The first shock wave of things to come in the world financial markets occurred with the Panic of 1907. In October of that year, two major entities on the New York Stock Market failed. In turn, this triggered a six week run on the banks from New York to San Francisco. With U.S. gold deposits taking a massive hit, J.P. Morgan took it upon himself to stabilize the financial system. After all, he was losing money as well. In a previous panic in 1893 he lent the government 60 million dollars under similar circumstances, however this time he would resolve things differently. He assembled all of the leading bankers and financial experts to his home where they were more or less ordered to move money from the stronger institution to the weaker. This move on his part eventually stabilized the market. But the damage had been done as public faith turned on the bankers. With public distrust in both the government and now the wealthy few, the former saw opportunity. Political pressure shifted to enact legislation and regulation of the country's finances. None more so than newly elected Woodrow Wilson, who on December 23, 1913 pushed Congress to pass banking and currency reform in creating of the Federal Reserve. The United States had been the final major country to establish a centralized banking system since Europe had already done so. With the President appointing all Reserve board members and the Treasury free of the old restrictions backing notes, these new Federal Reserve notes were backed on commercial credit with a 40% minimum in gold. It also established the discount rate, the amount of interest by one bank lending to another member institution. This was done to encourage private banks to nationalize. By stripping the power from the banker, in the public's mind, confidence in the government soared. Consumer borrowing and spending exploded as fast as the money was printed. For the banker it was a Godsend since if the a borrower defaulted on the loan paper was far cheaper to replace than gold. Second, physical metals are non-interest bearing whereas the Federal Reserve are. Yet the government failed to learn, not once but multiple times. Notes were still printed and backed in gold or silver.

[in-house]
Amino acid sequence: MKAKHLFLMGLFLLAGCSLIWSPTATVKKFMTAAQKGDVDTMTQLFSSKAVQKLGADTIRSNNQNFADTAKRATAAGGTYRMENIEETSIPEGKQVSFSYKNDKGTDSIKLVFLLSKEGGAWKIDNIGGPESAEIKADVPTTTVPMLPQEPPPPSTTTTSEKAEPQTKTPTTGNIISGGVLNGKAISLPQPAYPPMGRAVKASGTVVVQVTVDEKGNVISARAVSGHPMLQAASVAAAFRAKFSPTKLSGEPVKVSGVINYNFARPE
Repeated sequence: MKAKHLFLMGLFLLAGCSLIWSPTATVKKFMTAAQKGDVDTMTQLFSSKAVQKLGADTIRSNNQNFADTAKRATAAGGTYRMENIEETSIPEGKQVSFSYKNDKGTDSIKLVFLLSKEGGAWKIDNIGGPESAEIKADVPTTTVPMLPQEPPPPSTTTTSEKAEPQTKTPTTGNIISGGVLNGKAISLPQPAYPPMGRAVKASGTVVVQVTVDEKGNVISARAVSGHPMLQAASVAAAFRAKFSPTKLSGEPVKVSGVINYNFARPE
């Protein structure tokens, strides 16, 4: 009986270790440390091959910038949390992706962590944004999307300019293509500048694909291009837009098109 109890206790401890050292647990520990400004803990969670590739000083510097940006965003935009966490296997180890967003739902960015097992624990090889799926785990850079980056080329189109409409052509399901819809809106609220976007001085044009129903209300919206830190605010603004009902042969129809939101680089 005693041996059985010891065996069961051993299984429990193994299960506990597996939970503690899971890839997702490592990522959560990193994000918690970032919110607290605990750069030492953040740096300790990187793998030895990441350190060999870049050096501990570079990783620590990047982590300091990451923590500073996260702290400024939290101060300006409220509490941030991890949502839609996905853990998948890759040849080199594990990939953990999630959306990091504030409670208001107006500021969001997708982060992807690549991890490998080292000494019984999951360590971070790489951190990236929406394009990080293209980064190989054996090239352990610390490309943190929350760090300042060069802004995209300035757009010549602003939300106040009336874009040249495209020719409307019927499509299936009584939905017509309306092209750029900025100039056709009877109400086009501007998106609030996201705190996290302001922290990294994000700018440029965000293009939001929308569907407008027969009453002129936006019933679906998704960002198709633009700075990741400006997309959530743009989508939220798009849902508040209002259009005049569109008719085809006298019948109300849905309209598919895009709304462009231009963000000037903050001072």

The Great Depression is, and will always be, largely misunderstood. To be certain the stock markets had crashed. It was simply a repeat of 1907. Only this time it was a contraction of the very credit upon which currency was backed. Just as then, a public run on the banks began, faith and trust eroding rapidly. By 1933 the estimated total of gold reserves in the United States was 6,000 metric tons. The estimated total of gold bearing notes printed and still in circulation were valued at 16,000 metric tons. Those familiar with Rick Tomaska may recall his repeated statement "the great European Bank Hoard". That line is not a lie, but a partial truth. Initially, the public's run on the banks could have delayed the inevitable. It was the nations of Europe who held vast quantities of U.S. bonds and notes now being redeemed as the crash spread overseas. In a swift move, Executive Order 1602 not only returned privately held gold back to the government to fulfill it's obligations to allied nations, it also raised the standardized gold spot value from $20.67 to $35.00 per ounce.
So how does this affect all coinage dated after 1935? Following the passage of the Executive Order, an even more distrustful public turned to silver. Sensing as much, President Roosevelt's first course of action was to cease production of silver dollars. The second came in 1934 imposing a tax of 50% of any profit made in the transfer of notes. As the value of silver as a commodity rose above it's face value, the last silver certificates were issued in 1964. Coinage containing the metal struck for circulation followed the next year. So imagine had Congress not passed legislation on the dollar in 1935. We may have had Peace dollars up to 1964.
The 1933 Saint-Gaudens image is courtesy of PCGS Coin Facts.